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On the outside, the new Pentax K-3 Mark III DSLR looks extremely familiar. On the inside, however, this APS-C DSLR camera has undergone a total HGTV-grade makeover since its predecessor dropped roughly six years ago. With mirrorless cameras pulling away from DSLRs when it comes to popularity and hardware support, how does a new enthusiast-grade, mirror-toting camera measure up? Surprisingly well.
What is the Pentax K-3 Mark III DSLR?
Pentax camera fans are a dedicated bunch. Pentax originally teased the K-3 Mark III’s development literally years ago, but delays have pushed it up to this year. The line was once flush with different options representing granular market segments, but it has since shrunk, which puts a lot of the Pentax burden on this 1.8-pound camera body.
The Pentax K-3 Mark III DSLR offers a 25.7-megapixel BSI sensor with 5-way stabilization. That feature is particularly notable here in the Pentax lineup because the lenses themselves don’t offer optical IS. The shifting sensor does all the work in that regard.
The AF system now covers more of the sensor than the Pentax K-3 Mark II did, and it’s quite a bit faster to boot. The body offers Pentax’s trademark weatherproofing and you can feel it when you pick it up. It’s chunky and substantial. It feels good at the end of a long, heavy lens.
Pentax K-3 Mark III DSLR layout and design
If you have been around cameras for a long time, you could probably recognize this as a Pentax DSLR without any of the branding. While the company has added plenty of new features, the layout should feel very familiar.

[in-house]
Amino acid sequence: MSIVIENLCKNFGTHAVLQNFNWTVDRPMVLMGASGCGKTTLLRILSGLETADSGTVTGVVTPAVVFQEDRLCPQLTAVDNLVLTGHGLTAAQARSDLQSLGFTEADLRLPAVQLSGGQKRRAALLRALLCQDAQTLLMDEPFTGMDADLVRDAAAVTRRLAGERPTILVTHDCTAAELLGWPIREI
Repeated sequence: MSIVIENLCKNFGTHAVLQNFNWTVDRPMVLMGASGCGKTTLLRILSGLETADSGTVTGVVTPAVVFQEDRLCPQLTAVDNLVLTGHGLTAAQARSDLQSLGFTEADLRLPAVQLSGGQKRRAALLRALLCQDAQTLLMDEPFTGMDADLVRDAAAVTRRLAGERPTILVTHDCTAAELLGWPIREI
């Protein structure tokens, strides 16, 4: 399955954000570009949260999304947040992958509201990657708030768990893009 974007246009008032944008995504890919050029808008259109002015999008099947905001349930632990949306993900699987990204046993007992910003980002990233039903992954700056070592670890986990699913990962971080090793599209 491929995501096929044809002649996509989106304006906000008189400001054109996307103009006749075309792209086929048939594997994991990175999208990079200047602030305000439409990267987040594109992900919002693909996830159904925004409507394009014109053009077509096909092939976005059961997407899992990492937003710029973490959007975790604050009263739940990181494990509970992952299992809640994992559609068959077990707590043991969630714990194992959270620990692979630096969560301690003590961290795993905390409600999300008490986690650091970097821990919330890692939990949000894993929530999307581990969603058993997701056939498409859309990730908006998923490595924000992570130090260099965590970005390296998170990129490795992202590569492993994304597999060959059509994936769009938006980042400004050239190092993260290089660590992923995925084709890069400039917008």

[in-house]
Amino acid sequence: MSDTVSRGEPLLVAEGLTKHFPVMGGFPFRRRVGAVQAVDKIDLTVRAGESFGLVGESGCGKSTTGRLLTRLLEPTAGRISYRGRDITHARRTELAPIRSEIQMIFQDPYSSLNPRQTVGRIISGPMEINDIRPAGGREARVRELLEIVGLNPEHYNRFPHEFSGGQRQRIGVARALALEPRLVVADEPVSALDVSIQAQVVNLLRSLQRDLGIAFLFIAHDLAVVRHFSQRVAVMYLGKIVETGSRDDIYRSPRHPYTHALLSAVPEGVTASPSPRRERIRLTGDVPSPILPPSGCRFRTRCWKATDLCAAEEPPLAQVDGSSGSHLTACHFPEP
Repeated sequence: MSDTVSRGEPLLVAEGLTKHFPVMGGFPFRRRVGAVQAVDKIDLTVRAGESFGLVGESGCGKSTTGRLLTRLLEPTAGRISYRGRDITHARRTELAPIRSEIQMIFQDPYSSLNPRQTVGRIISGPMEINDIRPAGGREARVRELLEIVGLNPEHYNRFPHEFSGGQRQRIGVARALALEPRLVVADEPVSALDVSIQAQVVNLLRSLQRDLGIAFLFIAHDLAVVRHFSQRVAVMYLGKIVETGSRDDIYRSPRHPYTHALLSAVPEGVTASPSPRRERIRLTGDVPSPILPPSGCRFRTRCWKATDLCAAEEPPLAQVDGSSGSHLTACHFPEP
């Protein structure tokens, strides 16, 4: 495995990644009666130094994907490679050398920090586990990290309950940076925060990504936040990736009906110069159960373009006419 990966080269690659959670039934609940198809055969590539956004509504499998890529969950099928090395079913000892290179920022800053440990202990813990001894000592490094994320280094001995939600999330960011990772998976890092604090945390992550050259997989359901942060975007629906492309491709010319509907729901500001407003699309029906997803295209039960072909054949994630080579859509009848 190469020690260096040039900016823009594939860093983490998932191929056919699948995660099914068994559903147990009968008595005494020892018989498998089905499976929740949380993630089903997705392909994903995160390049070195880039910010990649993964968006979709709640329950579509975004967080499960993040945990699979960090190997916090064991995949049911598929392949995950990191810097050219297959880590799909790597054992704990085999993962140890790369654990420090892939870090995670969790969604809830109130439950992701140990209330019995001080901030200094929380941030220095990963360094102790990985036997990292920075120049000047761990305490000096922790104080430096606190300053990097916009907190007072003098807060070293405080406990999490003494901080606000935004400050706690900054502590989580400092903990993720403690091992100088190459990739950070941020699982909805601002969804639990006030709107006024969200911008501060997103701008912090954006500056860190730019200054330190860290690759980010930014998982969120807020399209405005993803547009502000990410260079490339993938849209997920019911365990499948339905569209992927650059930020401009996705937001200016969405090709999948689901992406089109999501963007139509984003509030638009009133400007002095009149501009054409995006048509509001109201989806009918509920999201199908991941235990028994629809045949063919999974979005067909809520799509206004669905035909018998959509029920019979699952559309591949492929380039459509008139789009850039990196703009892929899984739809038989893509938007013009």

The back of the camera has a five-button pad, as well as a nub for select AF points. It offers a familiar array of buttons, including conveniently placed AE- and AF-lock buttons. The 3.2-inch screen offers a solid 1.62-million dot resolution, but it doesn’t tilt or rotate. The top of the camera includes a mode dial, a live view dial (which feels unnecessarily large for only offering three options, two control dials, and a lit display.
Digging into the Autofocus system
If you’re shooting on an old K-3 Mark II, the new AF system in the Mark III will feel like a revolution. The Mark III offers 101 selectable AF points spread across the frame.
I tried the AF system with several lenses and it was speedy, responsive, and accurate. In short, it focuses where you point it. When DSLRs ruled the camera landscape, that was the highest praise an autofocus system can get. Now, however, it feels decidedly old school. Mirrorless cameras can lock onto a person’s face or eye and track it with meticulous accuracy even when it’s moving at high speeds. Keep your subject in the frame and the mirrorless camera will probably nail it. The Pentax will make you work a little more for it.
With its relatively small sensor, the Pentax K-3 Mark III DSLR offers impressive image stabilization. With a wide-angle lens, you can let your shutter speeds creep worryingly slow and still get a usable image. I don’t have steady hands (thanks, nagging neck injury) but I managed a few sharp frames at 1/8th sec. and I imagine others could get even slower and still feel confident in their images.
The new 25.7-megapixel sensor inside the Pentax K-3 Mark III offers excellent image quality for its class. On paper, it can be a little tricky to get ahold of what it’s trying to do. It boasts ISO speeds all the way up to 1.6 million, but even a high-end full-frame camera can’t squeeze any reasonable image quality out of a setting that high.